Riding Tips: Planning and Carrying for Long Solo Rides

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If you’re a regular visitor to the Gravel Cyclist website, you’ll know this site is about the gravel cycling experience. My friends and I are not elite bike racer types. We are regular people with jobs who lead a cycling-centric lifestyle and have a lot of fun while we’re at it. In my case, I’ve been riding a bicycle of some kind for the past 26 years. I enjoy riding with the Gravel Cyclist crew and people I meet during my travels, but I am not afraid to ride by myself. As a 40 something year old bloke with no children, no pets (I used to own pet chickens!) and a sometimes flexible regular gig work schedule, I have the freedom to ride and explore almost unencumbered. Not everyone has this luxury.

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Recently, I returned from my Australian homeland. The seasons are reversed in the Southern Hemisphere, but the 2017 Australian summer didn’t follow the usual weather patterns associated with this time of year. Stifling heat one day, cool and pleasant the next. Nevertheless, I had to plan accordingly. Most of my riding was solo, the exploration was near and far, and on many occasions, across some pretty desolate landscapes. However, the parts of Australia I did ride in are reasonably well populated, and if help was needed, it wasn’t too far away. But, it would be a different story if I was riding into the Outback proper.

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Thus, with a more reasonable riding environment in mind, I’ve assembled this list of things I take along when I’m riding solo, no matter where I am headed:

  • A Plan – Not a tangible object, making a riding plan is one of the most important things you can do. I utilize various online mapping resources to plan a route for loading into my Garmin navigation device. I always consider support options – most of my routes link towns together. Random exploration is a fine thing, but depending on the time of year, especially if you wander way off the beaten track, that can land you in trouble. Check out my tips for Route Planning and Gravel Road Map Resources.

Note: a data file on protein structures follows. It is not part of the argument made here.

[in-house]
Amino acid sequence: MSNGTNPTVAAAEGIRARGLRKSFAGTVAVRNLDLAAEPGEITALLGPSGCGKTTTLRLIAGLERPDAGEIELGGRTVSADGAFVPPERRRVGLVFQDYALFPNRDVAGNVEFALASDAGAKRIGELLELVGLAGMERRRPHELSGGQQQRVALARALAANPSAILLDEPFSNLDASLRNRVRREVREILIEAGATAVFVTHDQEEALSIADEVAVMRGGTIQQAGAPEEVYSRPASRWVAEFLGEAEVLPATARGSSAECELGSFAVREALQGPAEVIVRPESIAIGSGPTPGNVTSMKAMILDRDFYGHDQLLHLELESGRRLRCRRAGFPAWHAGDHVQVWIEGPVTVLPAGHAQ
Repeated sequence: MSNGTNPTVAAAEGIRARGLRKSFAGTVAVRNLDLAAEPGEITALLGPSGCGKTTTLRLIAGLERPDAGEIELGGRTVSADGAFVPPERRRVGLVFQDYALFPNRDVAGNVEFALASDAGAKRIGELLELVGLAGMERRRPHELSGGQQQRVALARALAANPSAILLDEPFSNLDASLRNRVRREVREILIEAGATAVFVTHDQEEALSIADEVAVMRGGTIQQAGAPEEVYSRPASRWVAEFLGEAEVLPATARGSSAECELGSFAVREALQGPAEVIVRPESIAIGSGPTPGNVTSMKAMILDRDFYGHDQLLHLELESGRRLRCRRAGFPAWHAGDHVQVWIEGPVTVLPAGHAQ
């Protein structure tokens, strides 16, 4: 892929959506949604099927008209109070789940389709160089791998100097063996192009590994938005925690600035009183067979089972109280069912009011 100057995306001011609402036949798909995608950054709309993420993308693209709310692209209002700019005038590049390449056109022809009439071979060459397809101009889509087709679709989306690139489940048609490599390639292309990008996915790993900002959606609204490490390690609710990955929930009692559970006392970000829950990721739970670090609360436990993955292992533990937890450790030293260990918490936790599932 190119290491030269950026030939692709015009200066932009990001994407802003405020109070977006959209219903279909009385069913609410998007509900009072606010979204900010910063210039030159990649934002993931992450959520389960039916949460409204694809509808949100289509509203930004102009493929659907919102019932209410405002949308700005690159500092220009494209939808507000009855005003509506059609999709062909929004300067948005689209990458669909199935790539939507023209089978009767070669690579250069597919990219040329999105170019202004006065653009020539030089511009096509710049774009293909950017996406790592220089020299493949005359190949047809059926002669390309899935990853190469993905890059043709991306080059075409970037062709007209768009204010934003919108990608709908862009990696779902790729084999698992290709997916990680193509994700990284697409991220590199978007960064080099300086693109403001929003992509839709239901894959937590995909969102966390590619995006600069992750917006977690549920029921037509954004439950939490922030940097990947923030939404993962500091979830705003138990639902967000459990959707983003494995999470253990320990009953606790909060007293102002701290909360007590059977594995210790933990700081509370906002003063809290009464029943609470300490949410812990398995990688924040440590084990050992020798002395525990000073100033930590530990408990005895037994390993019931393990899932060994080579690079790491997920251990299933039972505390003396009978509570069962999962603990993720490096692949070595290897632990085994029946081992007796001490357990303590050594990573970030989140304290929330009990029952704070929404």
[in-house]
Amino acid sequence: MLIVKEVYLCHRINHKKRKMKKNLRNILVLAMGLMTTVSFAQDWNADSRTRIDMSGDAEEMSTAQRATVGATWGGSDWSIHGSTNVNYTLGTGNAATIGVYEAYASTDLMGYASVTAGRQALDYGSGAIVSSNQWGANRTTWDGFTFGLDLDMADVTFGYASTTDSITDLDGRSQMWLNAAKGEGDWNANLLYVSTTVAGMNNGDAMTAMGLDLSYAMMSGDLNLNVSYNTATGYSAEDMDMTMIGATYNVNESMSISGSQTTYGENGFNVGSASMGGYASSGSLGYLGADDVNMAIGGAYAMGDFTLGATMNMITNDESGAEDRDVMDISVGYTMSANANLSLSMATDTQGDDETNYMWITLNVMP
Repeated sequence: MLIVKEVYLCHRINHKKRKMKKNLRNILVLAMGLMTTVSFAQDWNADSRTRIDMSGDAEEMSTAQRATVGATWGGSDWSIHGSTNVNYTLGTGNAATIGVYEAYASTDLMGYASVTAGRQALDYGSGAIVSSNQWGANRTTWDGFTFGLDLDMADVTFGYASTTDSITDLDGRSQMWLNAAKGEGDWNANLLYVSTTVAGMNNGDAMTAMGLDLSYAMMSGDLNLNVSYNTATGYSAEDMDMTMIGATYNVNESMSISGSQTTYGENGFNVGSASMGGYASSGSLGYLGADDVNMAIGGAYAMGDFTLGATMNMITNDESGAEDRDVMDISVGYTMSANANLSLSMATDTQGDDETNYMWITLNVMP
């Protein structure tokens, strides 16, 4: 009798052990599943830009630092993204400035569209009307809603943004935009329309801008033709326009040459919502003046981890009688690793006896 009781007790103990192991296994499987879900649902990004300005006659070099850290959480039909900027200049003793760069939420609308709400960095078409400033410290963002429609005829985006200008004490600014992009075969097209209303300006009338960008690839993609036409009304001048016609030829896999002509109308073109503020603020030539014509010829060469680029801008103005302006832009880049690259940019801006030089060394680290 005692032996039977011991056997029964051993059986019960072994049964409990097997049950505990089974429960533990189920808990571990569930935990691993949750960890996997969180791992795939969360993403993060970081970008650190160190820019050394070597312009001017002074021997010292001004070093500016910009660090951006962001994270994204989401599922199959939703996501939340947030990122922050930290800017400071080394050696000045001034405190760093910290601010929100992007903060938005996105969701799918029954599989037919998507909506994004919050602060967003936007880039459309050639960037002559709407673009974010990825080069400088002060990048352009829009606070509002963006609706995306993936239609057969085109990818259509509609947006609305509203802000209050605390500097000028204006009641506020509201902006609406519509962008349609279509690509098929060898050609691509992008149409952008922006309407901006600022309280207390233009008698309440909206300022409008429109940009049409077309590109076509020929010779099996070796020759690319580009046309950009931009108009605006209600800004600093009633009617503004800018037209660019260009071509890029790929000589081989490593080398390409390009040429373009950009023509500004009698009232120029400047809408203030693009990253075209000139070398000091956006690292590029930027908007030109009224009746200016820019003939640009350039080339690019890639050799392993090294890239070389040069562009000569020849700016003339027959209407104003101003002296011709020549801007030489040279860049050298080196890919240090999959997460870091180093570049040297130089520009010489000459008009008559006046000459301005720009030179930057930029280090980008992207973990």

• Tell your friends or family – Now that you’ve made a riding plan, tell someone about it. In my case during my 2017 trip to Australia, it was my parents. Thanks mum and dad for looking out for me! They did call a couple of times, just to check up on me :mrgreen: You can make your whereabouts known with the help of modern technology. Mobile phone apps such as Real Time GPS Tracker display your location and the track you have taken (accuracy is dependent upon the timeframe of updates), providing you have phone service. I used this app many times during my training for the 2016 Dirty Kanza – mostly so my friend Dr. Pain could see how much time I spent laying around in front of convenience stores in a coma!

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  • Food and Hydration Part 1 – Always carry more food and water than you need. I love Zefal’s Magnum water bottles. They hold one litre / 33oz of fluid and are very inexpensive. Ordinarily, I would recommend a hydration pack, but I seem to tote about a drone quadcopter these days during solo rides, and that needs its own little backpack. Don’t you hate these first world problems?! My Zefal bottles usually contain Gu’s Hydration Mix, but feel free to substitute with your personal favorite. In the case of Gu, I also carry a tube of Gu Hydration Drink tabs, for refill opportunities. This also saves money in the long run versus buying soft drinks, etc.
  • Food and Hydration Part 2 – Typically, I carry along eight individual Gu Energy Gels (regular or Roctane formula), or a multi-serving Gu flask – these flasks aren’t cheap, but they save the mess of individual gel packets (15-serving refill options are available – regular Gu and Roctane formula), and the flasks roll up for convenient storage. Simply put, they are the best gel flasks on the market today. For gels, I like to use the top of my bib short leg grippers as a place to store them – two for each leg. The remainder are loaded into one of my jersey pockets. Alternatively, there are plenty of top tube storage options for food – the Specialized Vital Pack is a good option, as is the Revelate Designs Gas Tank. Finally, I carry several Gu Energy Chews and some solid food options, such as Lara Bars. Home-made energy bars and rice cakes work a treat as well.

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  • Tools and Spares – Be prepared, carry a toolkit:
  • Spare tube(s). For longer rides carry at least two tubes – this also applies to tubeless.
  • Pump / inflation device / CO2 cartridges.
  • Multi-tool or allen keys such as a 4mm, 5mm and 6mm. A multi-tool with a chainbreaker and spare chain link are useful items to have. I love Fixit Sticks, see my review of that product with bicycle mounting bracket, HERE.